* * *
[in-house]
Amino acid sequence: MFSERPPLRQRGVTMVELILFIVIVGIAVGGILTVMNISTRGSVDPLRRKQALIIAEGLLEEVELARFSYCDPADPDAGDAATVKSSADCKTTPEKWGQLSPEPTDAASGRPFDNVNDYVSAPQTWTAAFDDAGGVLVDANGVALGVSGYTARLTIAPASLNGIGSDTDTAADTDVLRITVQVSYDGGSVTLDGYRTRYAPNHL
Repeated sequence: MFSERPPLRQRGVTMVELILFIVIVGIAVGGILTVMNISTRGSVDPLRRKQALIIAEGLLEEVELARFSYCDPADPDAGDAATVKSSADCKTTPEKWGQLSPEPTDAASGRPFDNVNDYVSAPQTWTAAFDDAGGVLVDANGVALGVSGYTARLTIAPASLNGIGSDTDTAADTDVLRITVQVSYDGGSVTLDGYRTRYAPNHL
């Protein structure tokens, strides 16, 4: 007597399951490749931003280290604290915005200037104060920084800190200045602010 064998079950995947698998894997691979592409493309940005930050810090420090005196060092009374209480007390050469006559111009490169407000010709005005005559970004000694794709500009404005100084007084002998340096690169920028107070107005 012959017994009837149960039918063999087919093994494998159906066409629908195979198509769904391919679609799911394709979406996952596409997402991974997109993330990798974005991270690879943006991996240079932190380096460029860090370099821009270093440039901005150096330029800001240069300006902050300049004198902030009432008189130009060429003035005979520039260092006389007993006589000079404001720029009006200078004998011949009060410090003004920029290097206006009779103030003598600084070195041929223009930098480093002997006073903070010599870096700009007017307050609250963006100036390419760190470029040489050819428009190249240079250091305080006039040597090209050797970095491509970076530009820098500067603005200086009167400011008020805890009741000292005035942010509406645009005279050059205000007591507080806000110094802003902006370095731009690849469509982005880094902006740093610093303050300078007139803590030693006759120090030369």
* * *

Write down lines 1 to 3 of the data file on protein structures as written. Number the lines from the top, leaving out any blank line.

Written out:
[in-house]
Amino acid sequence: MFSERPPLRQRGVTMVELILFIVIVGIAVGGILTVMNISTRGSVDPLRRKQALIIAEGLLEEVELARFSYCDPADPDAGDAATVKSSADCKTTPEKWGQLSPEPTDAASGRPFDNVNDYVSAPQTWTAAFDDAGGVLVDANGVALGVSGYTARLTIAPASLNGIGSDTDTAADTDVLRITVQVSYDGGSVTLDGYRTRYAPNHL
Repeated sequence: MFSERPPLRQRGVTMVELILFIVIVGIAVGGILTVMNISTRGSVDPLRRKQALIIAEGLLEEVELARFSYCDPADPDAGDAATVKSSADCKTTPEKWGQLSPEPTDAASGRPFDNVNDYVSAPQTWTAAFDDAGGVLVDANGVALGVSGYTARLTIAPASLNGIGSDTDTAADTDVLRITVQVSYDGGSVTLDGYRTRYAPNHL